The United States has just issued a commemorative stamp in its series honoring the statehood anniversaries of each state of the union. This time, the state is Mississippi, and on the stamp is a painting of an acoustic guitar being played by a person with a brown hand and fingers. At the upper right are the letters Mississippi; at the lower right the number 1817 (the year Mississippi became a state), and at the lower left the word “FOREVER” followed by USA. It is the 200th anniversary of statehood, and it’s striking that the image chosen to represent the state is that of an African American playing blues on guitar. (The painting was made from a 2009 photograph by Lou Bopp of blues singer and guitarist Jimmy “Duck” Holmes, from the town of Bentonia, the same town of legendary blues singer/guitarist Skip James whose 1920s recordings are among the most riveting early blues performances. Well-known to blues aficionados for seven decades, James' recordings entered the public sphere in the 2001 film Ghost World, where they were the center of attraction for the young heroine’s fascination with a record collector.)
This wasn't the first commemorative to honor a Mississippi blues musician; in 1994 a 29-cent stamp was issued with an ugly painting of Robert Johnson's head that borders on caricature. Johnson had been the subject of blues revivalists' fascination in the 1960s, and again in the 1990s after the Blues Brothers film rekindled an interest in the genre. Columbia Records once again reissued Johnson's recordings, this time on CD rather than LP (the originals had been on 78s), and it seemed as if a US stamp with Johnson's image announced blues' mainstream cultural significance. The name "Mississippi" didn't appear on the stamp, which seemed more a coup for the blues and for Columbia Records, than for the state represented by Johnson's music.
But now, 23 years later, various things about this state's official commemorative stamp are notable. Blues, as I’ve written before on this blog, is a poster child for music and sustainability, because despite predictions for more than a hundred years of its impending demise, blues managed to survive. The “FOREVER” in this stamp takes on a double meaning: not only the stamp but also the blues is viable, so it's implied, forever. With this stamp, blues reverses 180 degrees, from impending death to eternal life. Certainly, in the 1960s when I was a guitarist participant in the blues revival of that time, and a part of the blues music culture, I wouldn’t have predicted anything like this. Not that I thought the death of blues was imminent, but its immortality on an official seal of the United States would have been inconceivable. Not only that, but in some ways it'd have been unwelcome.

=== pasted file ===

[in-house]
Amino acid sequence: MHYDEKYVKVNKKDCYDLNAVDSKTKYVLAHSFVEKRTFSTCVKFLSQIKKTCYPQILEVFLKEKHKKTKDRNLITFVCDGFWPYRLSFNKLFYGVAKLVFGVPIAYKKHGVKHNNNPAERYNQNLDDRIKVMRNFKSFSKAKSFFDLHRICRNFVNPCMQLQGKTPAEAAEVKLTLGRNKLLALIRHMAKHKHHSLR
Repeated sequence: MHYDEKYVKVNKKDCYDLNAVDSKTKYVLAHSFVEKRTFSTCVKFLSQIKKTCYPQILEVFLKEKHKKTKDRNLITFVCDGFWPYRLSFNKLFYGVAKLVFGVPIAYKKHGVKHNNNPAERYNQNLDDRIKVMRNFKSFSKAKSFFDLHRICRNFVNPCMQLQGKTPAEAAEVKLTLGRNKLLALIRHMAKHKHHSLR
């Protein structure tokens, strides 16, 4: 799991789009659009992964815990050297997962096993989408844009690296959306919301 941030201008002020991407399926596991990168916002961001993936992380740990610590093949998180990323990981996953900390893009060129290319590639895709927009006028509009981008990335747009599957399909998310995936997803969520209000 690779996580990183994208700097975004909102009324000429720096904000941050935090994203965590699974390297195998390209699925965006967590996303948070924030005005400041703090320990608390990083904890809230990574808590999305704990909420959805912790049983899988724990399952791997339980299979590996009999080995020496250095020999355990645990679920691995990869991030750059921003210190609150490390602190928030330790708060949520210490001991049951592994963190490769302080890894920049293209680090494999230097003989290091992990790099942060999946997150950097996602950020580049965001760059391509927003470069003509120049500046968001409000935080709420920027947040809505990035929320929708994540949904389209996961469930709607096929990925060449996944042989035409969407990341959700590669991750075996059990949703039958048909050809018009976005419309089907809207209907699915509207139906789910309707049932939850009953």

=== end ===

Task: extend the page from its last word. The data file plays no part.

It would have been unwelcome for record collectors, and for blues revivalists like me, because for us blues had become, in the 1960s, an alternative music, just as the protest songs of Woody Guthrie, Bob Dylan, Joan Baez, Pete Seeger, and Peter, Paul, and Mary had; and just as old-time string band music had become. Blues then was positioned, in the revival, not just outside of but in opposition to the music, and the values, of official, mainstream culture. Blues on a US stamp would have been viewed as an attempt to co-opt it and buy it off.
A few other things about this stamp are troublesome. Although I named the musician in my first paragraph, nowhere is his name indicated on the stamp. African-American erasure, once again. Indeed, blues itself isn't mentioned on the stamp; genre is under erasure just as is the artist's name. Identifying the state of Mississippi with a blues guitarist is appropriate because since the early 1990s the state's tourism department has promoted blues to visitors, realizing that the blues draws music fans who'll spend money in-state when they come to festivals, museums, gravesites, juke joints, record stores, and in other places associated with blues, not to mention money spent for food, lodging, gifts, and other things.
Fifty years ago, to celebrate the Mississippi sesquicentennial, the US issued another commemorative stamp. This was during the decade of the 1960s blues revival, and also the decade of the Civil Rights Movement, Mississippi being one of the most racially violent states. Ironically, perhaps, the 1967 Mississippi commemorative stamp then portrayed a Southern white magnolia, the state flower, worn by many a southern belle, representing beauty, purity, dignity and gracious living.